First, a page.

Pacuare Lodge: Sustainable tourism and luxury trappings
At dusk, my husband and I retire to our splendid Linda Vista (beautiful view) suite, an expansive understated haven of polished teak floors, comfy chairs, and four-poster bed swathed in romantic netting. On the large deck, we cool off in the volcanic-rock plunge pool and lie in a large hammock to search for macaws (“pacuare” means baby macaw in the Cabecar Indian dialect) and chestnut-mandibled toucans brazenly bright against the jungle green. I take a long bath in the claw-footed tub as daylight slowly drains from the sky and we light candles in the lanterns carefully placed around the suite.
Wandering down to the main lodge, now twinkling with hundreds of candles, we enjoy a feast of local squash soup, tilapia fish with macadamia and mango salsa and delectable fried yuca (cassava), and for dessert, organic chocolate pie with vanilla ice-cream, all served by the multi-tasking, fun-loving guides.
So harmonious is the blending of sustainable tourism and luxury trappings that Pacuare Lodge effortlessly offers a guilt-free and wildly appealing holiday experience, which is exactly what owner and former local river guide, Roberto Fernandez, intends. “My goal was to create a place where people could enjoy nature while respecting and protecting the environment. From day one, I’ve tried to have a positive impact on the lodge’s surroundings and neighbors while providing guests with an educational, exciting and sublimely natural experience.”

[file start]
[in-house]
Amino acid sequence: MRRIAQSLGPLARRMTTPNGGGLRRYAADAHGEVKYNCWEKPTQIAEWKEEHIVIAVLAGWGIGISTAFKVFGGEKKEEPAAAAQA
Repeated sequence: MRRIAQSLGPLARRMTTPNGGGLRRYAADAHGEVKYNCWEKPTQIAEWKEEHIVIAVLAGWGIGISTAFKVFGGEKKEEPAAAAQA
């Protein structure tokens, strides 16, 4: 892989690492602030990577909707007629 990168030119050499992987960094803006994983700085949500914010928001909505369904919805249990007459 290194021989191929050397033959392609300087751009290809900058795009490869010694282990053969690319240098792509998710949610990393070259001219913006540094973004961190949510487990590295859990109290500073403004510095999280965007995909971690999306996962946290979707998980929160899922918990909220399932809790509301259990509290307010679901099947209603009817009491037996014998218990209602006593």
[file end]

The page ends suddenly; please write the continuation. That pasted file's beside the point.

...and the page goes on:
So our showers are solar powered, lighting is by candles and back-up power for the kitchen and office is provided by a small hydro-generated turbine. All the staff are local; organic waste is composted and all other materials are taken out by raft and recycled; and the guides run an expansive education program in eight local schools. “It is vital to educate the kids because they will help change the habits of their parents, many of whom cut down the rainforest and poached the wild animals,” says manager Willmann.
Rafting the Pacuare rapids
The sound of rushing water lulls us to sleep and we wake to brilliant sunshine and the guides pumped to take us down the river. Inflatable blue rafts are prepared, helmets and life-jackets donned and a safety scout kayaker in a nifty midget kayak takes off downstream. I am thrilled that Luis is our guide. The river may still be high but it will be no match for the powerful Luis, who has guided on the Pacuare for 20 years.
He gives us three simple commands…forward, back, down… and with that we set off to tackle more than 20 Class III and IV rapids that charge between hulking volcanic boulders. And charge so furiously that we have photos (a kayaking photographer provides action shots that you can buy on CD) where Luis is completely hidden underneath a wall of water but is still ruddering the boat against almost certain destruction. Others have half of us pummeling the air because our boat is careening high above the waves. All have us grinning so widely that our mouths hurt for days.
And in the quiet stretches we swim in deep emerald water and gaze up mossy canyon walls where waterfalls plunge and oriels hang from upside-down nests in the tangle of the jungle. Pura Vida indeed.
This is the sort of adventure I love because it combines adventure, nature, family-friendly activities, great food and wine and a touch of luxury. I’d love to hear your comments and suggestions for other similar adventures.